Category Archives: Social Media and Social Care

Some #HseParty14 highlights

I was delighted to be at @hseparty in Manchester last week. The energy and creativity was in full flow over a very packed two days. Housing, like the health and care sectors, are confronting real challenges in terms of their role and how community services can be delivered most effectively. Thinking differently and exploring the potential of new collaborations and partnerships offers so many opportunities. To get a sense of the diversity of activities and debate have a look at the #hseparty14 Twitter stream.

The #powerplayers14 Awards dinner faithfully recorded by @johnpopham was a real celebration of the growing influence of digital technology and social media across the housing sector.  explains the thinking which informed the Power Players list and the role of super connectors.

 

The housing question time provoked much interest and debate. My feeling is that every event should now include a live streamed question time! Thanks to the excellent panel Anne McCrossan,  Nick AtkinCaroline KingJames Pargetter and to John Popham who suggested the idea and recorded the debate. Definitely worth watching.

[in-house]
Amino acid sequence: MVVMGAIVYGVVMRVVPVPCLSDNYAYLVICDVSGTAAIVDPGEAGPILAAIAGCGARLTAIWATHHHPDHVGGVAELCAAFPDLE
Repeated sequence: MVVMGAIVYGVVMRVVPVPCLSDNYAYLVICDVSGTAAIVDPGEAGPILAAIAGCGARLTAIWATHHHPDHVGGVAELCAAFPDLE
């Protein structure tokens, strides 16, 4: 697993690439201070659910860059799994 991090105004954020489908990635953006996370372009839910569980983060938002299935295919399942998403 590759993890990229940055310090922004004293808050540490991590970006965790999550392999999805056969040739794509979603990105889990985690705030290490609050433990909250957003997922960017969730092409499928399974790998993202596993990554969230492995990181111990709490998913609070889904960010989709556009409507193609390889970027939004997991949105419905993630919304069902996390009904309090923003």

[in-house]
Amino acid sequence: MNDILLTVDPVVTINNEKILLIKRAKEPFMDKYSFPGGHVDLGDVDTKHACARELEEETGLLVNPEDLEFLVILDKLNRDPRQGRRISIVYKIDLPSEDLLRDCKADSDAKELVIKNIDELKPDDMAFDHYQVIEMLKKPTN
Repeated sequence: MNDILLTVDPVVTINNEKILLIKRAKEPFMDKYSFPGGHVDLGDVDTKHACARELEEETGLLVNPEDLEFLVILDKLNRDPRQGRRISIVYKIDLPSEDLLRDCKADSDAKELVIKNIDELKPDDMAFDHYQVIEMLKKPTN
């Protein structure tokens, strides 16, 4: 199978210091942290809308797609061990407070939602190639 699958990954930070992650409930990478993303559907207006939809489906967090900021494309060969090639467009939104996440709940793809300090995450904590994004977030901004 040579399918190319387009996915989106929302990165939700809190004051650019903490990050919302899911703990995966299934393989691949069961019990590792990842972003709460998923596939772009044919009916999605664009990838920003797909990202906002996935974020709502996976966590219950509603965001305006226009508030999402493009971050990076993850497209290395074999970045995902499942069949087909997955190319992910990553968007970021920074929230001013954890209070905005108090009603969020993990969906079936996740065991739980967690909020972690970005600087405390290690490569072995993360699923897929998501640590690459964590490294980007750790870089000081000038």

http://housingqt.co.uk/

“Co-production is the way forward” and how to communicate through balloons. Lovely lessons from the  Balloon Orchestra Workshop

 

Paul Taylor’s thoughts on “Do Housing Associations need Innovation Labs?” were shared at the Chartered Institute of Housing annual conference which was being held at the same time as House Party. Innovation and new ways of thinking were a constant theme at House Party so it was fascinating to see the debate generated by #dronegate which, in fairness, was only a small element of his presentation.

 

And finally a big thank you to Matt Leach from HACT and Esther Foreman from the Social Change Agency who had the vision and passion to make House Party such a success.

 

 

 

 

 

Why the Bromford Innovation Lab is only recruiting via Twitter

shirleyayres:

The use of social media has an increasingly important role in helping people to collaborate, build relationships, share information and resources and as of today find a job. 

A challenge to conventional recruitment the #BromfordLab recruiting through Twitter has certainly generated a lot of interest. The responses to this very new way of recruiting will be interesting as applicants are being asked to demonstrate their skills, experience and social influence within their relevant communities through web content such as community engagement on social networks, blogs and other searchable publications.